HEADTEACHERS and council leaders came together at the first meeting of an organisation aiming to keep Sheffield’s ‘family of schools’ working together.
Schools are increasingly being encouraged by ministers to break away from local authority control and become academies and trusts, receiving funding instead from central government.
Tapton and Yewlands secondaries will become academies from next term, while other schools are considering whether to go down the same path.
Critics fear that the system will result in schools becoming increasingly in competition with each other, ending decades of co-operation and leaving children and families worse off.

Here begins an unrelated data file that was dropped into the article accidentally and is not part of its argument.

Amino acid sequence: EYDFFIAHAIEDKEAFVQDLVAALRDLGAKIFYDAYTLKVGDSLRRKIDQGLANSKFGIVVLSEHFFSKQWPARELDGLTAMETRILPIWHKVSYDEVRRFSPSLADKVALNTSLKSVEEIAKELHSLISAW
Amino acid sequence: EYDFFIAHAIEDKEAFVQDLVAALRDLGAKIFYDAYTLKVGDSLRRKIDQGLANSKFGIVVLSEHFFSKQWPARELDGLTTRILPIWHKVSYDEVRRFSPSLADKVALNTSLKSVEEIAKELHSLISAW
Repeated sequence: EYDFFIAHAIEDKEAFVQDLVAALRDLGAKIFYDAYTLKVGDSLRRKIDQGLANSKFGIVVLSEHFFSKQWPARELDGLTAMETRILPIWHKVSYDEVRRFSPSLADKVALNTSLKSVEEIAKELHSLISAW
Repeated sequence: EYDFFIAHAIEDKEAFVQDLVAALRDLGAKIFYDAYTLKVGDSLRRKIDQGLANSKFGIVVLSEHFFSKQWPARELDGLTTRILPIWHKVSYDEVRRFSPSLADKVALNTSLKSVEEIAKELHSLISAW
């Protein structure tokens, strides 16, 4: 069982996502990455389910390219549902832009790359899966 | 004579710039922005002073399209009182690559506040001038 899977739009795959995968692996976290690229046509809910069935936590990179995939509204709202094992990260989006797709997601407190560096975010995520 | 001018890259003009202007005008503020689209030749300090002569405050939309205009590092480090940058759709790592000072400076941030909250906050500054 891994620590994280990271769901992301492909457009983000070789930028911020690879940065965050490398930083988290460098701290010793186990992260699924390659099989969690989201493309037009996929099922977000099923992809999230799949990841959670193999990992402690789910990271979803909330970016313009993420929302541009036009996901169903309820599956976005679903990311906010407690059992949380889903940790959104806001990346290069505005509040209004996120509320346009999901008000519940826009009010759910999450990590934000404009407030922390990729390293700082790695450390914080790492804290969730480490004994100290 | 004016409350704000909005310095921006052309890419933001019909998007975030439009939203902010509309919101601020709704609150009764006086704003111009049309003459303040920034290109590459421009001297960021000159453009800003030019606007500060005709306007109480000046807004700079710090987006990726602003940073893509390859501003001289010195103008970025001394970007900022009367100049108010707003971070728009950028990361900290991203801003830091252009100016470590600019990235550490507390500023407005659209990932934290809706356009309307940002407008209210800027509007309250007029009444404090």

Sheffield’s new City Wide Learning Body is one of the first attempts in the country to maintain unity among its education services, ensuring they still work together in the wider interests of pupils. Representative headteachers and governors will be members of the body along with councillors and senior education officers.
A majority of city schools have signed up to the partnership, including trusts and academies, aiming to make sure education and vital support services are delivered effectively.
A priority will be to drive up attainment levels and to encourage schools to work together, sharing their partnership skills and knowledge.
Council leader Julie Dore said: “We all have a role to play in how education is delivered here in Sheffield, whether this is as parents, teachers, governors or city council leaders.
“With budgets being stretched to the limit, this is exactly the time to get it right and work together. Ideas need to be shared and we need to learn together about what does work and ultimately what doesn’t.”